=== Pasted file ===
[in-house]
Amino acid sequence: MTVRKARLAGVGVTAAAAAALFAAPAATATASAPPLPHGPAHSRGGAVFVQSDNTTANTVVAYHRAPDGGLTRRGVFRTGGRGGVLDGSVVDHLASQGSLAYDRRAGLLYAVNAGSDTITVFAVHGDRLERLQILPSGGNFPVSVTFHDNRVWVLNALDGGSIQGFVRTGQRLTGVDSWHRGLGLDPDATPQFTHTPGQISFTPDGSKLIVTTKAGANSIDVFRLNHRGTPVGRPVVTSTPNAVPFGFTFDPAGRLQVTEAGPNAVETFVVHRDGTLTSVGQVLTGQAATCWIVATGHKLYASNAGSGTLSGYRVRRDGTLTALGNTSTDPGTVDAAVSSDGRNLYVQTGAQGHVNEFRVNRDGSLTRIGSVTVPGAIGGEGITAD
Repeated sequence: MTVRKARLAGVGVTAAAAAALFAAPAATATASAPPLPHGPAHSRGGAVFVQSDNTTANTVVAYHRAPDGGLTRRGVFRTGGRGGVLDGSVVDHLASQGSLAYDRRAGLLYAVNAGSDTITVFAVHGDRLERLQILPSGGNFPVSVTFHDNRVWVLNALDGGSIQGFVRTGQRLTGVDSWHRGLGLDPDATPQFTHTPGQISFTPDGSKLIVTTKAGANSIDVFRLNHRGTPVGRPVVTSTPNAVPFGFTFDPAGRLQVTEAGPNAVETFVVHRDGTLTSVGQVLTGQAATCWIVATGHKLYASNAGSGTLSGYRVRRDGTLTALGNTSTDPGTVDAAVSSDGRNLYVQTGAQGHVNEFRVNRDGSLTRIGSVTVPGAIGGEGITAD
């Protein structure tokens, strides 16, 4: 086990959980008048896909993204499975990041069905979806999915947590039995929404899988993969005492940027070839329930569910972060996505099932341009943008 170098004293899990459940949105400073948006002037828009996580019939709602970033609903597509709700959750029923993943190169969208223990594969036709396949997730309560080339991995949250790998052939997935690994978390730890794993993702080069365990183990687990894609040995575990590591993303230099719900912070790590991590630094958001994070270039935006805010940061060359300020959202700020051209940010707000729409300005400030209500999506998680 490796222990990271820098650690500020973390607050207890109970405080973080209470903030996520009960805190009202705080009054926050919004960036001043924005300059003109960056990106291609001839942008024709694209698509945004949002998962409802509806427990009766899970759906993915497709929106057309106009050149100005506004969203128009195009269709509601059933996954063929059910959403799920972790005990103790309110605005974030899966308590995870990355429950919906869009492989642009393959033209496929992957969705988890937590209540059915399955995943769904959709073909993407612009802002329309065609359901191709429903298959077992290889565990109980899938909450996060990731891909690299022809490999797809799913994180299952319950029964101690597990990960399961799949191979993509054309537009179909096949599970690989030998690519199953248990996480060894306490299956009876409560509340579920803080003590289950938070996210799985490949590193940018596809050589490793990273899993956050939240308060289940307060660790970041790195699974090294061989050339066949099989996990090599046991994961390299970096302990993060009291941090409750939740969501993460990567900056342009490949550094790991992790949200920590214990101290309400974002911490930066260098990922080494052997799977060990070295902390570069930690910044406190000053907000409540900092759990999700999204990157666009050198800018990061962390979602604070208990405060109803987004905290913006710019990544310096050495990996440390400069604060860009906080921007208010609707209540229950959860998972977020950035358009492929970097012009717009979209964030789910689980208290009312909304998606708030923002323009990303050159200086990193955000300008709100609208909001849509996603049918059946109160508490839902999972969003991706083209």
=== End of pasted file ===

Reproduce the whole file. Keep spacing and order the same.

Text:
[in-house]
Amino acid sequence: MTVRKARLAGVGVTAAAAAALFAAPAATATASAPPLPHGPAHSRGGAVFVQSDNTTANTVVAYHRAPDGGLTRRGVFRTGGRGGVLDGSVVDHLASQGSLAYDRRAGLLYAVNAGSDTITVFAVHGDRLERLQILPSGGNFPVSVTFHDNRVWVLNALDGGSIQGFVRTGQRLTGVDSWHRGLGLDPDATPQFTHTPGQISFTPDGSKLIVTTKAGANSIDVFRLNHRGTPVGRPVVTSTPNAVPFGFTFDPAGRLQVTEAGPNAVETFVVHRDGTLTSVGQVLTGQAATCWIVATGHKLYASNAGSGTLSGYRVRRDGTLTALGNTSTDPGTVDAAVSSDGRNLYVQTGAQGHVNEFRVNRDGSLTRIGSVTVPGAIGGEGITAD
Repeated sequence: MTVRKARLAGVGVTAAAAAALFAAPAATATASAPPLPHGPAHSRGGAVFVQSDNTTANTVVAYHRAPDGGLTRRGVFRTGGRGGVLDGSVVDHLASQGSLAYDRRAGLLYAVNAGSDTITVFAVHGDRLERLQILPSGGNFPVSVTFHDNRVWVLNALDGGSIQGFVRTGQRLTGVDSWHRGLGLDPDATPQFTHTPGQISFTPDGSKLIVTTKAGANSIDVFRLNHRGTPVGRPVVTSTPNAVPFGFTFDPAGRLQVTEAGPNAVETFVVHRDGTLTSVGQVLTGQAATCWIVATGHKLYASNAGSGTLSGYRVRRDGTLTALGNTSTDPGTVDAAVSSDGRNLYVQTGAQGHVNEFRVNRDGSLTRIGSVTVPGAIGGEGITAD
């Protein structure tokens, strides 16, 4: 086990959980008048896909993204499975990041069905979806999915947590039995929404899988993969005492940027070839329930569910972060996505099932341009943008 170098004293899990459940949105400073948006002037828009996580019939709602970033609903597509709700959750029923993943190169969208223990594969036709396949997730309560080339991995949250790998052939997935690994978390730890794993993702080069365990183990687990894609040995575990590591993303230099719900912070790590991590630094958001994070270039935006805010940061060359300020959202700020051209940010707000729409300005400030209500999506998680 490796222990990271820098650690500020973390607050207890109970405080973080209470903030996520009960805190009202705080009054926050919004960036001043924005300059003109960056990106291609001839942008024709694209698509945004949002998962409802509806427990009766899970759906993915497709929106057309106009050149100005506004969203128009195009269709509601059933996954063929059910959403799920972790005990103790309110605005974030899966308590995870990355429950919906869009492989642009393959033209496929992957969705988890937590209540059915399955995943769904959709073909993407612009802002329309065609359901191709429903298959077992290889565990109980899938909450996060990731891909690299022809490999797809799913994180299952319950029964101690597990990960399961799949191979993509054309537009179909096949599970690989030998690519199953248990996480060894306490299956009876409560509340579920803080003590289950938070996210799985490949590193940018596809050589490793990273899993956050939240308060289940307060660790970041790195699974090294061989050339066949099989996990090599046991994961390299970096302990993060009291941090409750939740969501993460990567900056342009490949550094790991992790949200920590214990101290309400974002911490930066260098990922080494052997799977060990070295902390570069930690910044406190000053907000409540900092759990999700999204990157666009050198800018990061962390979602604070208990405060109803987004905290913006710019990544310096050495990996440390400069604060860009906080921007208010609707209540229950959860998972977020950035358009492929970097012009717009979209964030789910689980208290009312909304998606708030923002323009990303050159200086990193955000300008709100609208909001849509996603049918059946109160508490839902999972969003991706083209």